Pride Month Picks: Stardew Valley Remains A Place Of Discovery For Queer Players

This article is part of Pride Month Picks, a collection of pieces that aim to highlight queer representation across games, television, film, books, and more throughout June.

Stardew Valley is the little game that could. I remember when it first exploded onto PC, pulling in a huge audience of players with its charming mixture of farming, relationships, dungeon crawling, and being whoever you wanted to be.

Eric “ConcernedApe” Barone set out to create a homage to the likes of Harvest Moon and Animal Crossing, but the end result was something far greater. It surpassed the games that inspired it, attracting millions of players across every platform under the sun as they all came to Pelican Town with the goal of making it their own and creating a virtual life to be proud of. We also wanted to make our deceased Grandad proud of us, but sod that guy I have girls to smooch.

This independent project has now sold over 20 million copies, having influenced the industry at large with so many studios and creators embracing a similarly wholesome aesthetic and gameplay systems that combine worthwhile farming and resource management with the fostering of relationships both platonic and romantic. It’s also become a haven for queer players, offering a character creator that doesn’t abide by traditional gender markers and allows us to create someone who represents who we are, or aim to become.

I did the same when I played for the first time in 2017, having yet to come out as a trans woman to my friends and family. I still went by my deadname, I hadn’t started hormone therapy, and had yet to work up the courage needed to be comfortable in my own skin. Part of me still isn’t quite there, but having the ability to depend on games like Stardew Valley to explore that space without any risk was so welcome. I made a cute little farmer with long flowing hair, dusty overalls, and sapphire eyes with a spring in her step. She was ready to farm, and flirt with everyone in town like the chaotic pansexual I always strived to be.

Stardew Valley approaches its queer representation with refreshing normalcy. Pursuing a same-sex relationship in this game is never once brought up in dialogue or seen as something unusual amidst the rural landscape. I could flirt with girls like Penny or Leah to my heart’s content, learning of their favourite gifts and personality quirks before deciding if I wanted to take it further. Marriage, kids, and even divorce aren’t out of the question, and it’s all accepted with the same warmth that permeates the rest of the game.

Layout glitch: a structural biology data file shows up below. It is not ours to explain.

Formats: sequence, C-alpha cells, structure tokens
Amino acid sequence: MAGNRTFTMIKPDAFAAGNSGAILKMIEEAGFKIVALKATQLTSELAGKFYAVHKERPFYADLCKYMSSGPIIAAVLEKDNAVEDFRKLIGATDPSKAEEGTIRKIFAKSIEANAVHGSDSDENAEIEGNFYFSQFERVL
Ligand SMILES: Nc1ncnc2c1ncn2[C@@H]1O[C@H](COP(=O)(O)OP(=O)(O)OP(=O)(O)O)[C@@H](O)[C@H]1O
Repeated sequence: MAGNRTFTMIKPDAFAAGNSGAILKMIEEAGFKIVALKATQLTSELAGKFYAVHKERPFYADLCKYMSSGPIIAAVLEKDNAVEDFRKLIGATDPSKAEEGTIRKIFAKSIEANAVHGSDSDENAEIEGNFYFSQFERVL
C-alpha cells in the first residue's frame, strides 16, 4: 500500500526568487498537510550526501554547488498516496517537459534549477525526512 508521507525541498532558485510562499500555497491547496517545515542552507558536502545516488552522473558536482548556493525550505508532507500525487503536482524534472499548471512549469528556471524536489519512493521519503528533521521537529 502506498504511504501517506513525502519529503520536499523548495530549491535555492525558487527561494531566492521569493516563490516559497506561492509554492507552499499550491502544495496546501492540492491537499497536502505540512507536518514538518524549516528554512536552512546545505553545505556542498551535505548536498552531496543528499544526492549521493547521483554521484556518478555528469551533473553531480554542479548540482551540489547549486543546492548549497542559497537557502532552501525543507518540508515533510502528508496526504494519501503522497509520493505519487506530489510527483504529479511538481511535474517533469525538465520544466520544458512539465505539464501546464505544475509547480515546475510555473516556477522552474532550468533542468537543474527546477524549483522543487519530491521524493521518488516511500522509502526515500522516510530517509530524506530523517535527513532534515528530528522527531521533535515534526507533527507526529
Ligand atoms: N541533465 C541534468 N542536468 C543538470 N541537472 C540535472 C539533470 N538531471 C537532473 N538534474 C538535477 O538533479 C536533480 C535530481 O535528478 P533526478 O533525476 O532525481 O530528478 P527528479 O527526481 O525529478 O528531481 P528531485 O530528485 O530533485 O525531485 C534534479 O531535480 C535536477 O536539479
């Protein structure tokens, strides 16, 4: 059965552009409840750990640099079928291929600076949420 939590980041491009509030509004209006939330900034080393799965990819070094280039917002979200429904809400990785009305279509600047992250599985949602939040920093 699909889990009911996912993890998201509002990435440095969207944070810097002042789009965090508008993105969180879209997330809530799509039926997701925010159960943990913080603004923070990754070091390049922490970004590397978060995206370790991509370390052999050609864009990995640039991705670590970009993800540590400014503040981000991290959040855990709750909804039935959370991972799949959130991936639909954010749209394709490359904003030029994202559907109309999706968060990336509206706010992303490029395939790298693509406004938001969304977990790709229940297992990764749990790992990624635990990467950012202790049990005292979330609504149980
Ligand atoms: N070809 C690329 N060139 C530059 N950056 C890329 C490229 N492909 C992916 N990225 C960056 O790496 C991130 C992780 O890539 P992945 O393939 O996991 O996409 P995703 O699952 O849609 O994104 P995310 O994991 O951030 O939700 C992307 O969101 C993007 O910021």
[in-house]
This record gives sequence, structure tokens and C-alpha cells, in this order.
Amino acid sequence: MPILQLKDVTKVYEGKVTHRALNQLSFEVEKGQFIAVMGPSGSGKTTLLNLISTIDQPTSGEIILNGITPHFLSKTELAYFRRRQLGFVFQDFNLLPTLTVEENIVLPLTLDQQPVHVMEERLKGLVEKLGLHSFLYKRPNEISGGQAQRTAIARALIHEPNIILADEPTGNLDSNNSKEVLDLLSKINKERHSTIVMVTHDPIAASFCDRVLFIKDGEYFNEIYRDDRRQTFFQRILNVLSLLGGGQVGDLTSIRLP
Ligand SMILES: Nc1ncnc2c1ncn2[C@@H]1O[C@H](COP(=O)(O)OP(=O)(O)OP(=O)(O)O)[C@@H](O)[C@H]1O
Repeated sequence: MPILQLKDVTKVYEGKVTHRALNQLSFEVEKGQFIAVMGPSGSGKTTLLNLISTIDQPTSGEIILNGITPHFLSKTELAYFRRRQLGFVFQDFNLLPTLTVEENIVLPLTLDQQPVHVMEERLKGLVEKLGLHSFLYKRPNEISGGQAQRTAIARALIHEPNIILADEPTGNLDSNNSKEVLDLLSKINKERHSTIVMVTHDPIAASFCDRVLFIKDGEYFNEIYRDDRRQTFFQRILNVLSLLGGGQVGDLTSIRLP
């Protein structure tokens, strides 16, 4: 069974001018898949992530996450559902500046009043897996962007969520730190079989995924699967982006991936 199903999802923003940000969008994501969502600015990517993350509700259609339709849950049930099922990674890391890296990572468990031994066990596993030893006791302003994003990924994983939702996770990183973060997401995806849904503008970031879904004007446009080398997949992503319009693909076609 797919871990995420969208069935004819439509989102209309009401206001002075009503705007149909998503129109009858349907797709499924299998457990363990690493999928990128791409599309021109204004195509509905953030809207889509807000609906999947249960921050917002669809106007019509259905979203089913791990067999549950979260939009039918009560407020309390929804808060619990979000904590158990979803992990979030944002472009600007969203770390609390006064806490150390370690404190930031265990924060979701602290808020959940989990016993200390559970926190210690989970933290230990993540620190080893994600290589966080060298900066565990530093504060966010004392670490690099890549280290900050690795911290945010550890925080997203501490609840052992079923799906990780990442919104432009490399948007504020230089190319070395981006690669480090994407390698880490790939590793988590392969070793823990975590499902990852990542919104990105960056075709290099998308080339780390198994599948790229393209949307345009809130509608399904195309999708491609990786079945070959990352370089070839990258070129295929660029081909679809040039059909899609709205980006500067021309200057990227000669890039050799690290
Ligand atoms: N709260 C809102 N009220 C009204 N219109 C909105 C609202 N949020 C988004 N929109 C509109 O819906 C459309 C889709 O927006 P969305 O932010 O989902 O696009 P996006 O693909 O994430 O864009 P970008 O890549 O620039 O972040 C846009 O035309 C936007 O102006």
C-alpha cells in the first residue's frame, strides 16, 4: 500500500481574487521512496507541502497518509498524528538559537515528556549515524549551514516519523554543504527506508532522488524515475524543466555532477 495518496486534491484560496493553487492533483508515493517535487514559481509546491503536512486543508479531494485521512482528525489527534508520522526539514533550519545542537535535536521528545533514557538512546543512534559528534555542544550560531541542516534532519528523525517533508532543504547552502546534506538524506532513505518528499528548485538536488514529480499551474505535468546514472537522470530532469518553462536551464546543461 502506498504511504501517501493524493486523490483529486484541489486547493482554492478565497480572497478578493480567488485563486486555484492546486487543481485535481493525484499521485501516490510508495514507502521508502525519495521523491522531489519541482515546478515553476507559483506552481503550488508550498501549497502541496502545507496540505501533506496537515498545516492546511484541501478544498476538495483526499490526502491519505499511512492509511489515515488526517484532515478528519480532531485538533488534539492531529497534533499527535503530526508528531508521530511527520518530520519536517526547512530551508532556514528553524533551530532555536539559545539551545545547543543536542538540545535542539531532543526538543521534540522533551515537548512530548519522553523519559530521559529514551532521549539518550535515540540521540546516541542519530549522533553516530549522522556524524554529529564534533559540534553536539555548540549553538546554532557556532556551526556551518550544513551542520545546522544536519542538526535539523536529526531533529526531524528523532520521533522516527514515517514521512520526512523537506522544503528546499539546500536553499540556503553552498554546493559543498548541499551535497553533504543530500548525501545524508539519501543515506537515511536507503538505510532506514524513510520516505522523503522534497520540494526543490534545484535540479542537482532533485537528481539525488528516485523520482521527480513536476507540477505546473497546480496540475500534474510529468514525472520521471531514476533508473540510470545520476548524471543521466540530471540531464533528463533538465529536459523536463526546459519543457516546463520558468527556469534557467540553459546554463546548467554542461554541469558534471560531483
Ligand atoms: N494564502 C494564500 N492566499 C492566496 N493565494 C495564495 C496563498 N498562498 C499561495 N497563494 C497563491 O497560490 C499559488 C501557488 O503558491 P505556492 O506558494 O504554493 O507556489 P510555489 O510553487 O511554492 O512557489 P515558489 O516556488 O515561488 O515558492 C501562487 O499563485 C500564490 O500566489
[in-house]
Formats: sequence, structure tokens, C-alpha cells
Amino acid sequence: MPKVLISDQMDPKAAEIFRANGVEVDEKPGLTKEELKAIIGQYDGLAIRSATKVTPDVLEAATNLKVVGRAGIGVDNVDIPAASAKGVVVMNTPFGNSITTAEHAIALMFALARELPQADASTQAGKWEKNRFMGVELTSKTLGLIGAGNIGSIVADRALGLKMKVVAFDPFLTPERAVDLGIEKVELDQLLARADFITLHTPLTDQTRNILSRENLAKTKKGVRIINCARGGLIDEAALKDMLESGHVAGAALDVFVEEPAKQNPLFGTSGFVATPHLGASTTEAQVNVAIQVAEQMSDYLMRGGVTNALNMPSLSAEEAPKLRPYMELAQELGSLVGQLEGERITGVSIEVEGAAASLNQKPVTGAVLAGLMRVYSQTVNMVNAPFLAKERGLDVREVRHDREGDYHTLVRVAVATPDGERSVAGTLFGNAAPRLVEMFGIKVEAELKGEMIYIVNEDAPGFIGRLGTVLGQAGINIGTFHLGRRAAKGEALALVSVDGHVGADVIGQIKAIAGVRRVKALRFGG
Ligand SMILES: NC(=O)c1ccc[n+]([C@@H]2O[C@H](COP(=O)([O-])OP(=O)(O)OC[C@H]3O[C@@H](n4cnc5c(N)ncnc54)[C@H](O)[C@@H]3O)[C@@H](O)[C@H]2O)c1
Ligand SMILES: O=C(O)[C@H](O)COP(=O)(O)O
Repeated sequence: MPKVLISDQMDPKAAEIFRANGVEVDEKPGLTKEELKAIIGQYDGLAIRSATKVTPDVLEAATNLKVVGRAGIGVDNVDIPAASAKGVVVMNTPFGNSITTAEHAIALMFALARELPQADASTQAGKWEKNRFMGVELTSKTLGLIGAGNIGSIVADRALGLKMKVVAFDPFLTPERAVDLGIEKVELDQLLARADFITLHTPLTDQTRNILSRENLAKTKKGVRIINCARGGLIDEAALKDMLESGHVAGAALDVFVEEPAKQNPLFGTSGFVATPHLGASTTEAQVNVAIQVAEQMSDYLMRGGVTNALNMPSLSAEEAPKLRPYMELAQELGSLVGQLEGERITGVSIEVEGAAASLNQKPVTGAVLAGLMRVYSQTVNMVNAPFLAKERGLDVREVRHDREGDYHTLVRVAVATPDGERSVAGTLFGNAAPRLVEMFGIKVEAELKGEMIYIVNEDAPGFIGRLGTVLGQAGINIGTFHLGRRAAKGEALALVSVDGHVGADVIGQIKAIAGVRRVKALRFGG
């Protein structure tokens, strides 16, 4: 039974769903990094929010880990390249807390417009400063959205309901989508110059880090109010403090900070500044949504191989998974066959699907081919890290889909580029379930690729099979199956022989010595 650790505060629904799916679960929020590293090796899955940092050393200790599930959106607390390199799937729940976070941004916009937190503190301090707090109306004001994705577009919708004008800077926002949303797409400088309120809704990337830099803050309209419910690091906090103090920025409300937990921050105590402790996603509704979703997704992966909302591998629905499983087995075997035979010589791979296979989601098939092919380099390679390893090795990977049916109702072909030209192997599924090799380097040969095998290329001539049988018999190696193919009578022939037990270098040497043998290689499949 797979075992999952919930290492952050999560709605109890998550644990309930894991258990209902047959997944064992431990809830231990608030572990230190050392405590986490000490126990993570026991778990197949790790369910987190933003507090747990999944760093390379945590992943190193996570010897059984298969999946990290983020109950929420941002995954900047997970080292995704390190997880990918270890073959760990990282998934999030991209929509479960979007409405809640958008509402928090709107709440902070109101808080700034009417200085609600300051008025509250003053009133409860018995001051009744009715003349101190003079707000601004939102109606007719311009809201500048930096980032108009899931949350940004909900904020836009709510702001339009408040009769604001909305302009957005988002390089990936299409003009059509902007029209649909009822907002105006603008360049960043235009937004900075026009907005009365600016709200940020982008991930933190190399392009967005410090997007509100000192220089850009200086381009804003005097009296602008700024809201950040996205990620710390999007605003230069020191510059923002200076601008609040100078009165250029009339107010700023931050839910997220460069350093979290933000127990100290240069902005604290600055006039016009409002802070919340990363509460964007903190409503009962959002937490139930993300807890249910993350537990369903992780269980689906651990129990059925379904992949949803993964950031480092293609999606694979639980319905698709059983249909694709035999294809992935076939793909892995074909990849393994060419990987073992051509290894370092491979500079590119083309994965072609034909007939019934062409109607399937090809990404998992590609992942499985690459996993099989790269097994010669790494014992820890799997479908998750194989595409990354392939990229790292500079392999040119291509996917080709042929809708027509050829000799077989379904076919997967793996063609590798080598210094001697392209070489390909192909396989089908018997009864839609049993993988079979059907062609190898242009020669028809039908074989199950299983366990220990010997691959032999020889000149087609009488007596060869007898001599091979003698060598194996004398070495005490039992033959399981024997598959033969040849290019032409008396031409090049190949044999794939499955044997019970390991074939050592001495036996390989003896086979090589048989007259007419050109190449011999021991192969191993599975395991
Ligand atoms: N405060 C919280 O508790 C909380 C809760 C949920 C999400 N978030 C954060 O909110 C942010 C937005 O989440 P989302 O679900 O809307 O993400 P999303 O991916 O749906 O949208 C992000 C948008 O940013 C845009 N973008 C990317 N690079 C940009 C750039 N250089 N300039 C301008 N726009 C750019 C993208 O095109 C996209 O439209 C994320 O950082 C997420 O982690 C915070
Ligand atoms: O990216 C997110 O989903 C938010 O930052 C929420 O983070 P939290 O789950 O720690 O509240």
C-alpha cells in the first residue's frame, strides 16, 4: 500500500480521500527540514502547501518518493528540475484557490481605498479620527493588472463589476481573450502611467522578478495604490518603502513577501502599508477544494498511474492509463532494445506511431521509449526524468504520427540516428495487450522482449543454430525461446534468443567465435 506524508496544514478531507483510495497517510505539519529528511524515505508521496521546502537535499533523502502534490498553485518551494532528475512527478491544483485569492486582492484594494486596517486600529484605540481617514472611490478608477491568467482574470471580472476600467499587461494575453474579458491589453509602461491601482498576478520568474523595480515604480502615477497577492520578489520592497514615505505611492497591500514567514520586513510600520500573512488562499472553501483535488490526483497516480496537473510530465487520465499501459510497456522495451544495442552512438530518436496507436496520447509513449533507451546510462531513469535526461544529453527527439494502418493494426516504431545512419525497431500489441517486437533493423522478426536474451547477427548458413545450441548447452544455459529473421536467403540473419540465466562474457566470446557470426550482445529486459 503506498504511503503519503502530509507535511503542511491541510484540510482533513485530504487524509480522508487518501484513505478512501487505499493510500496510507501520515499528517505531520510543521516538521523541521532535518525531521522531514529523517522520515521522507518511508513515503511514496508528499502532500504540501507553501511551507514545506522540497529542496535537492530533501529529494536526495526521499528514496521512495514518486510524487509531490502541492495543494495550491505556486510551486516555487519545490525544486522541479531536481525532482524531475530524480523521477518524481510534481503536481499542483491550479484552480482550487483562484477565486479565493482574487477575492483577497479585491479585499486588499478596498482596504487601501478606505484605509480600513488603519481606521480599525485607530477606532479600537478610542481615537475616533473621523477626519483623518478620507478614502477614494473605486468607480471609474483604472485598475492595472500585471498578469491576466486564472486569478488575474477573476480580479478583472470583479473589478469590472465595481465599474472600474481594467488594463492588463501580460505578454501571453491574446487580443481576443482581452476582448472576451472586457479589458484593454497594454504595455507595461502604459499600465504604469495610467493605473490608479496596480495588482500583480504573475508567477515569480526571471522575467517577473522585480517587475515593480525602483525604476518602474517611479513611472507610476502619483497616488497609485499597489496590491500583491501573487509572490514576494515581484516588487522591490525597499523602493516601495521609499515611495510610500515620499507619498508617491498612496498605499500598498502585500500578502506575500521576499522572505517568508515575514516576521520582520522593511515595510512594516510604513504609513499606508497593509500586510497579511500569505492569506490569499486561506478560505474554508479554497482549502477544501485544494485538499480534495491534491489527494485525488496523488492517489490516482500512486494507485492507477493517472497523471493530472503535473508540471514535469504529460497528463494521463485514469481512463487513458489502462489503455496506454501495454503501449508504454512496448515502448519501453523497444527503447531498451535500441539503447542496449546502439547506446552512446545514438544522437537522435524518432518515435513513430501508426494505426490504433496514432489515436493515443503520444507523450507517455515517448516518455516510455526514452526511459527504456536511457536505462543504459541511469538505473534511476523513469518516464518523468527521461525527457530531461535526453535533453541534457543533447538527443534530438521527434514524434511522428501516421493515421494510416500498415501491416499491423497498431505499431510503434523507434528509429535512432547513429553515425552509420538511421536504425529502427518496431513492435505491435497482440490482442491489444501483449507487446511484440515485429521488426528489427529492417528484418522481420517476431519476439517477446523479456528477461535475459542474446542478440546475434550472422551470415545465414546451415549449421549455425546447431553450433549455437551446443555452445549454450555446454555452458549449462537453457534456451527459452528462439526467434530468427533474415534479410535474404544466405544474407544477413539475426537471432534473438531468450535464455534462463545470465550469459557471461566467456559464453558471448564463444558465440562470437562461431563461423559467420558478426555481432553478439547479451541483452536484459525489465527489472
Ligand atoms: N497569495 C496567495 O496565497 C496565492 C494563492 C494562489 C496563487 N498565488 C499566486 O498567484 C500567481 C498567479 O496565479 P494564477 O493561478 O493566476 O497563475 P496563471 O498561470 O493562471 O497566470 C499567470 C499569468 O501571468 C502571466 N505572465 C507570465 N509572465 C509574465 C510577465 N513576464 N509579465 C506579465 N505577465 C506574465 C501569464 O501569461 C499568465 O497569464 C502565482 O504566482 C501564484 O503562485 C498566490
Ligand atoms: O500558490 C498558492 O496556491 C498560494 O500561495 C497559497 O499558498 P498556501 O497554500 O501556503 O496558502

Part of me wishes that all of its queer relationships weren’t entirely playersexual. It’s a relief to know that regardless of sex or gender nobody is off the cards, but characters who are definitively queer and perhaps even tied that identity into the narrative would have been wonderful. Rune Factory 5 has similar problems, having copied many of Stardew Valley’s triumphs into its own charming formula. Eric Barone created an LGBTQ+ experience to be proud of, but knowing it could have been taken further makes me all the more excited for what he does with Haunted Chocolatier. Queer rep in games has evolved, and I imagine he and his team are keenly aware of where to take things and do right by this group of people.

Like many games of this ilk, fans have taken Stardew Valley beyond the retail release with mods that add story content and introduce new features because the base experience was so compelling they felt passionate enough to keep that lifeblood pumping. It has almost become a different game in the wake of community intervention, combined with a series of updates from Barone himself that added so much more alongside them.

I’ve been right there along with other players, installing mods and curating it to better reflect who I am whether it be through clothing options, pets, or small additions to relationships that provide them an extra layer of authenticity. But even without them, Stardew Valley remains a delightfully queer game even if it never once seeks to tell a fruity story within itself. For me, it did so much, allowing me to live out a fantasy as my true self even though that avatar only consisted of a few humble pixels. I fleshed out their stories myself, giving their livelihood and relationships meaning that went far beyond whatever the game had to say. That’s enough, and the first step I needed to embrace deeper and more consequential queer media as I began to find myself.

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